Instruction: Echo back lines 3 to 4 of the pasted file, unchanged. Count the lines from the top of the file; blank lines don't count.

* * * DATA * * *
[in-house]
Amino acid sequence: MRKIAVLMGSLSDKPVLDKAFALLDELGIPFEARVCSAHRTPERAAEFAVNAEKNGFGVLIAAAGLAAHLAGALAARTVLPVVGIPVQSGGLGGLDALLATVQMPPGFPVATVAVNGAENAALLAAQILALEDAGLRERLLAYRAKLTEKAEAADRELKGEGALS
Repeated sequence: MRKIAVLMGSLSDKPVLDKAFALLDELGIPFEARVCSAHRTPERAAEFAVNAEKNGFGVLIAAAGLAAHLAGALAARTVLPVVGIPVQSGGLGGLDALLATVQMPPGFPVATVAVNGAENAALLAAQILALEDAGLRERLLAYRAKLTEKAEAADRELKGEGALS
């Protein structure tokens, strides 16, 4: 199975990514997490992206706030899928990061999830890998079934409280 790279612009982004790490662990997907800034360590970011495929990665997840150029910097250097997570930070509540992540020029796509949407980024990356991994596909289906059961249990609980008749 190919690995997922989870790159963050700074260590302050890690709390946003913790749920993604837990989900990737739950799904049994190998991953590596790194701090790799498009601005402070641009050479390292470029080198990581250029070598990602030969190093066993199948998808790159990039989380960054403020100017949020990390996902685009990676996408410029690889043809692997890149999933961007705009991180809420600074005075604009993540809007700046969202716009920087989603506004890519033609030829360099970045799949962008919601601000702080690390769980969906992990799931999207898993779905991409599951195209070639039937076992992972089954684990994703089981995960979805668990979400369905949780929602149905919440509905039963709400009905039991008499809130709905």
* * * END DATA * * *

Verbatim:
Repeated sequence: MRKIAVLMGSLSDKPVLDKAFALLDELGIPFEARVCSAHRTPERAAEFAVNAEKNGFGVLIAAAGLAAHLAGALAARTVLPVVGIPVQSGGLGGLDALLATVQMPPGFPVATVAVNGAENAALLAAQILALEDAGLRERLLAYRAKLTEKAEAADRELKGEGALS
């Protein structure tokens, strides 16, 4: 199975990514997490992206706030899928990061999830890998079934409280 790279612009982004790490662990997907800034360590970011495929990665997840150029910097250097997570930070509540992540020029796509949407980024990356991994596909289906059961249990609980008749 190919690995997922989870790159963050700074260590302050890690709390946003913790749920993604837990989900990737739950799904049994190998991953590596790194701090790799498009601005402070641009050479390292470029080198990581250029070598990602030969190093066993199948998808790159990039989380960054403020100017949020990390996902685009990676996408410029690889043809692997890149999933961007705009991180809420600074005075604009993540809007700046969202716009920087989603506004890519033609030829360099970045799949962008919601601000702080690390769980969906992990799931999207898993779905991409599951195209070639039937076992992972089954684990994703089981995960979805668990979400369905949780929602149905919440509905039963709400009905039991008499809130709905």